Windows 10 Reactivation after Hardware Change

Jan 1, 2019
I recently changed my motherboard, CPU, and Ram, though once I got my computer booted up and running, I noticed that I had to activate Windows again, so I tried to and found that I couldn't do it as the troubleshooter said that my copy of windows on my computer wasn't activated beforehand? though my Laptop was listed as an option for activation. So I decided to look around on Google and found this thread;

I followed its instructions and now it appears I've made the problem even worse than before, as now it seems that Windows thinks I'm attempting to activate another type of Windows? (Error code 0x8007232B) I've tried searching for my original product key, but so far I've had no luck and I'm afraid that I might be stuck with this non-genuine version of Windows for the foreseeable future.

Also strangely on my Microsoft account's devices page, both my motherboard and computer name are both listed as separate devices, and I'm not sure why.
Give it a few days.

I reset my Windows 10 Pro nothing more. But then I noticed that it wasn't activated. So I went through the Microsoft troubleshooting steps. And then like you it said my key was invalid for Windows 10 Home, but I didn't own the Home version.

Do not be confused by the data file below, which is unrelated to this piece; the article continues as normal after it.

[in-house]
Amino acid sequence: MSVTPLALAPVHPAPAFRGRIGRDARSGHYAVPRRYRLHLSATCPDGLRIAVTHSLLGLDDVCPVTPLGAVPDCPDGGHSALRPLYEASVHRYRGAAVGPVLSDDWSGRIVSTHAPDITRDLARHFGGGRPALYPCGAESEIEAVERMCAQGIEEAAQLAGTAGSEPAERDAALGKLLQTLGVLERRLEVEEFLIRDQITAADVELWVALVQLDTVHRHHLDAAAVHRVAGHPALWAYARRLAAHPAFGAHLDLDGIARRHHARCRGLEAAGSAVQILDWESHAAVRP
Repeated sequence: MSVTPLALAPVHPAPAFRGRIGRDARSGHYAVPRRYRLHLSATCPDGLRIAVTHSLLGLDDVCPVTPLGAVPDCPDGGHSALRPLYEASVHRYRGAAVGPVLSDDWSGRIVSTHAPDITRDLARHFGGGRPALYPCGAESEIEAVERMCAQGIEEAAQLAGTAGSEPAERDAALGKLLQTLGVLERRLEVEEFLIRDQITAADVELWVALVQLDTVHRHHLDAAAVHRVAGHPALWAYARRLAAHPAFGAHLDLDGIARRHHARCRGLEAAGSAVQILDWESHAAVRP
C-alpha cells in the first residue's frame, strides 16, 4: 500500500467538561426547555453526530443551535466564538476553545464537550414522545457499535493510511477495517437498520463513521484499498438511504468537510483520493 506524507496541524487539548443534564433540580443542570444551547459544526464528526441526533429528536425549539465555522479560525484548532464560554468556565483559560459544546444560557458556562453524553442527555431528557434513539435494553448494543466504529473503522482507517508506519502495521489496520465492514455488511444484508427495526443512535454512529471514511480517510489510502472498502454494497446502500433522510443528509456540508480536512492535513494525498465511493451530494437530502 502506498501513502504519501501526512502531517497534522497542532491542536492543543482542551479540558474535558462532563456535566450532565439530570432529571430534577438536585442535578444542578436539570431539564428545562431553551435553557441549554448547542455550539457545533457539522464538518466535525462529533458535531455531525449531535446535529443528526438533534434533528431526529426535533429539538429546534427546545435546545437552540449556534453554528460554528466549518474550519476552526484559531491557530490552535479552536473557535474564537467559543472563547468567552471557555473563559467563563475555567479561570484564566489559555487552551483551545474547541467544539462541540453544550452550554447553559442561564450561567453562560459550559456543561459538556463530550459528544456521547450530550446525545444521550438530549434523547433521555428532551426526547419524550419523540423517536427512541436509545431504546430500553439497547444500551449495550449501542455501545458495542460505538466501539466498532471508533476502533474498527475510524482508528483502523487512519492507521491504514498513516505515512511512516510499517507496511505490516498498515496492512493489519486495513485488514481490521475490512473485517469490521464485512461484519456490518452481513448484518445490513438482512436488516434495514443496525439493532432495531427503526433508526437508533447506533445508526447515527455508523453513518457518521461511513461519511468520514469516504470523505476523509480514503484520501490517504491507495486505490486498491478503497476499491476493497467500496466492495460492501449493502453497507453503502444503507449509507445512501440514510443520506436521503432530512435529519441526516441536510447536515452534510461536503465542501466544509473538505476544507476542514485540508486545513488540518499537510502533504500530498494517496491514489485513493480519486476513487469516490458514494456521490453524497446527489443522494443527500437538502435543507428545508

So I tried to contact Windows customer support twice, but I never did get past the automated answering machine. After my phone battery ran out of charge, I decided to wait until the next day to try again.

But by the next day my Windows 10 Pro was activated. It can take a while for the Microsoft server to catch up. That was one of the FAQs listed.


May 6, 2014
Depends what type of Windows license you have.

If it's an OEM license, it can only be activated on the exact machine it was installed on.
Small upgrades such as more ram, a different hard drive etc will be no problem, when you reboot or reinstall windows it will automatically activate when you connect to the internet the first time.
As the answer above, might take a little time.

In your case, new mobo, cpu and ram, very likely is considered pretty much a new computer. Basically computing wise that is everything apart from the harddrive (and graphics card if you had one). So with an OEM license, will never work (reason those licenses are so much cheaper).

On the other hand, if you had a full retail license, then you can transfer that license to as many PC's as you like, as long as it is installed on only one PC at a time.
Of course, to do that you would need the original license key!

Even then, with the license key it might fail as the Microsoft servers might think that key is still installed on the older PC, but that is normally very quickly solved by calling to Microsoft (exact procedure might differ depending on country you are in).
If you own a full retail version of Windows 10, then you can transfer Windows to another PC. If it is an OEM version, then it is a one time use for the life of the PC. A motherboard change is considered a significant change to the PC, and would require a new licence.

This isn't always enforced though.